Horizontal economies

Horizontal economies have similar features as vertical economies, but have one important difference: there is no obvious trusted party to oversee enforcement. As a consequence, horizontal economies need to be designed differently.

  • Governance: Horizontal economies require a decentralized governance model — e.g. A governance model that doesn’t rely on a trusted central party.
  • Monetary policy: Horizontal economies, like vertical economies, requires a fit-for-purpose monetary policy.
  • Enforcement: Horizontal economies can only rely on economic incentives to drive intended behaviors and enforce rules.

The last point is the reason for why cryptocurrencies may be necessary. A cryptocurrency acts as a point system and unit of value for a decentralized economic network. In short: it is a mechanism for incentivizing people to act in the network’s best interests.

[3] Crypto and valuation

Cryptocurrencies that mediate the exchange of value across a decentralized economic network may be better understood through monetary supply equations (e.g. MV = PQ), rather than cashflows and present values.

Monetary supply equation (MV = PQ)
  • P(t) is the price at time t
  • M(t) is the supply at time t
  • V(t) is the velocity or turnover of the currency at time t
  • Q(t) is the quantity of good and service at time t

Without getting into the complexities of convertibility of goods and services into a fiat-equivalent, inspecting the above equation provides clues for understanding the price of a cryptocurrency. Note that there are others developing more complex crypto valuation models.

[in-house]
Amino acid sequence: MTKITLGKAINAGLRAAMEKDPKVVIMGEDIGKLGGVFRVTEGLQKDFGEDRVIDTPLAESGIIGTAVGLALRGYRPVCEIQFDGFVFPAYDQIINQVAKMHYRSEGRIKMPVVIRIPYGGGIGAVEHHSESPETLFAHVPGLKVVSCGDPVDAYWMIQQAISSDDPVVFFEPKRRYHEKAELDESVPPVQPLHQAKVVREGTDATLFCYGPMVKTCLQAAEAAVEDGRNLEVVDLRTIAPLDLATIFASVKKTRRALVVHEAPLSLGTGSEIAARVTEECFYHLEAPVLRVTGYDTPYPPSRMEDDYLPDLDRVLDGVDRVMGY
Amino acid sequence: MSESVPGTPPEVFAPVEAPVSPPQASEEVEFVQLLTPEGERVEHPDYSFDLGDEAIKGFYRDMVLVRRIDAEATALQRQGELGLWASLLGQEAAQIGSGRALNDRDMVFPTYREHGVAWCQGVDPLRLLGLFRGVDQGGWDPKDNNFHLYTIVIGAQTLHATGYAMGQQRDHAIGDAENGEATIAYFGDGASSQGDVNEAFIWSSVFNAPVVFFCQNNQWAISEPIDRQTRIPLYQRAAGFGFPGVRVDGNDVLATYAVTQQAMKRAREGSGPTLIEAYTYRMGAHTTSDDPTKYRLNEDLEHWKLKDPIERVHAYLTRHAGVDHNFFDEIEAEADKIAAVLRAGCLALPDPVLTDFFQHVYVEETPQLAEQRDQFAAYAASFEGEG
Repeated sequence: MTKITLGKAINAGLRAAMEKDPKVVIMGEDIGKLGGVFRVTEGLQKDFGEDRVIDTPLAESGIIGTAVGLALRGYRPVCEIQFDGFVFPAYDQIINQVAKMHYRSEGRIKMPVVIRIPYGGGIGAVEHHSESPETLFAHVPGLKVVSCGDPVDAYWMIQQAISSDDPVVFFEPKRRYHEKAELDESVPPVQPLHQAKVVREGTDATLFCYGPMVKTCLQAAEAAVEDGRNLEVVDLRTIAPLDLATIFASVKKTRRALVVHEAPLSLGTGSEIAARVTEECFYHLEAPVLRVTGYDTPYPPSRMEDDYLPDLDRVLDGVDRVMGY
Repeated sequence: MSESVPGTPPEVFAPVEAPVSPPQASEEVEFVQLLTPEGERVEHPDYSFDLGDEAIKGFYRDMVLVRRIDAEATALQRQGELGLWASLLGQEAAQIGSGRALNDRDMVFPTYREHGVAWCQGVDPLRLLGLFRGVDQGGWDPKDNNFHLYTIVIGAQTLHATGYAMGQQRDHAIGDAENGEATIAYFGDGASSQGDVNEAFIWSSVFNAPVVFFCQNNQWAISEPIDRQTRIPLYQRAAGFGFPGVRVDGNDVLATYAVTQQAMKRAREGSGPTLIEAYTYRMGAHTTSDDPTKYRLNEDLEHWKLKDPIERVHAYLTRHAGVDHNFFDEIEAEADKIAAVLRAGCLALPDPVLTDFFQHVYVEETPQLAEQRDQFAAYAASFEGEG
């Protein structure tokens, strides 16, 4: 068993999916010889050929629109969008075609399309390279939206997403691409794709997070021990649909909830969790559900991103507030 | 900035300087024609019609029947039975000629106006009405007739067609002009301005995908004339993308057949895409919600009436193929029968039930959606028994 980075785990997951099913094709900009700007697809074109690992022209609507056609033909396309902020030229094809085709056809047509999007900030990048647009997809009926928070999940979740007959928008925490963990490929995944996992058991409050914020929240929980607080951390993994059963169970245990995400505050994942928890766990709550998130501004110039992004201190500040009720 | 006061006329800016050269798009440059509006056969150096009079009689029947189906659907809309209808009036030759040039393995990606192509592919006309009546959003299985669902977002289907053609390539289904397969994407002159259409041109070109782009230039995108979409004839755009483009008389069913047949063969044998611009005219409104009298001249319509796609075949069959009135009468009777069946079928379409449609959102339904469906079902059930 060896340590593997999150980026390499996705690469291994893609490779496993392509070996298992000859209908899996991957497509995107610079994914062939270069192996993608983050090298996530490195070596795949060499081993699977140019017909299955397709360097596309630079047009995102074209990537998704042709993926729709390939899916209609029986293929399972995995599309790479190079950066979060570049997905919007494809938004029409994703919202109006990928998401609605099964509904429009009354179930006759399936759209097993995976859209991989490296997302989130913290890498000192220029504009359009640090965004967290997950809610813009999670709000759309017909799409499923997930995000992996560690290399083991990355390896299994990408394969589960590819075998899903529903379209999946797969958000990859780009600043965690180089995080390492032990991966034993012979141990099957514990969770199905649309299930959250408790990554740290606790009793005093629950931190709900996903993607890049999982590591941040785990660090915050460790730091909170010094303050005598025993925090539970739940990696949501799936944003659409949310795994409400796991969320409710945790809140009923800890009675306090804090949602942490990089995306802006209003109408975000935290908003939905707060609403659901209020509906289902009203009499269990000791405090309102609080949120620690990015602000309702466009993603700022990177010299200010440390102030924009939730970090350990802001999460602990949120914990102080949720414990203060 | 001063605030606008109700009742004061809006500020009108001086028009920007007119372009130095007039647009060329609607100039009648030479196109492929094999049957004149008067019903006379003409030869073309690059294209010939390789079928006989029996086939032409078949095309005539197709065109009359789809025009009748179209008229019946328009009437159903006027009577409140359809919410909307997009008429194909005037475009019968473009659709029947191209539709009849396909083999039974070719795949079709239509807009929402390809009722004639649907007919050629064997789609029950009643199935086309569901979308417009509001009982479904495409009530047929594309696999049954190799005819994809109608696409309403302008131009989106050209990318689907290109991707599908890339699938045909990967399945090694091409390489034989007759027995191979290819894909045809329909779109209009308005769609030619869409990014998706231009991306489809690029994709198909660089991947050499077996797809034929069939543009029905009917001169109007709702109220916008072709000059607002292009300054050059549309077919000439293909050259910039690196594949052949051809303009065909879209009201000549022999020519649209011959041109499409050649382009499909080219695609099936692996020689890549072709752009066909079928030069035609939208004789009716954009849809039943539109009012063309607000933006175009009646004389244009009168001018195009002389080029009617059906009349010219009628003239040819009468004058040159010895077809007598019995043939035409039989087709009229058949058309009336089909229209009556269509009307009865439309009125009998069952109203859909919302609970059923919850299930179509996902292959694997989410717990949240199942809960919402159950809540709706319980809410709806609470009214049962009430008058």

For the majority of cryptocurrencies today, the supply equations are algorithmically fixed. Therefore the key variables to monitor are velocity (V) and quantity (Q). The relationship across these two variables explains most of the price movement of a cryptocurrency, as well as its adoption.

  • Case 1: If V/Q is greater than 1: All else equal, more people are transacting in the currency, but since goods/services that can be purchased aren’t growing as fast, price is driven (up) by speculation.
  • Case 2: If V/Q stays at ~1: All else equal, transactions and the goods/services that can be purchased are at parity. This suggests good adoption of the currency. Volatility may be dampened as network effects kick in positively. Prices should be stable.
  • Case 3: If V/Q is less than 1: All else equal, usage of the currency is shrinking. When V/Q falls less than 1, there could also be an accelerated collapse in price as network effects unwind.

In the earliest stages of a cryptocurrency’s life, we’re almost certain to see V/Q >1 (Case 1). Whether it persists and endures for the long term depends on if it can get to Case 2 before Case 3.

In conclusion

Contrary to the media hype and headlines, cryptocurrencies present an interesting natural experiment unfolding in economics.

In many ways, much of what’s happening in crypto today parallels economic events of the past. It wasn’t that long ago that the world collectively decided to re-define money (e.g. Bretton Woods) or create a new currency across geographic boundaries (e.g. the Euro).

Looking beyond the calls for crypto as a scam, or rocket ship to the moon, hopefully this post has provided some food for thought around the potential role for cryptocurrencies in our society.


This post was originally published on Medium by Andrew Wong in February 2018.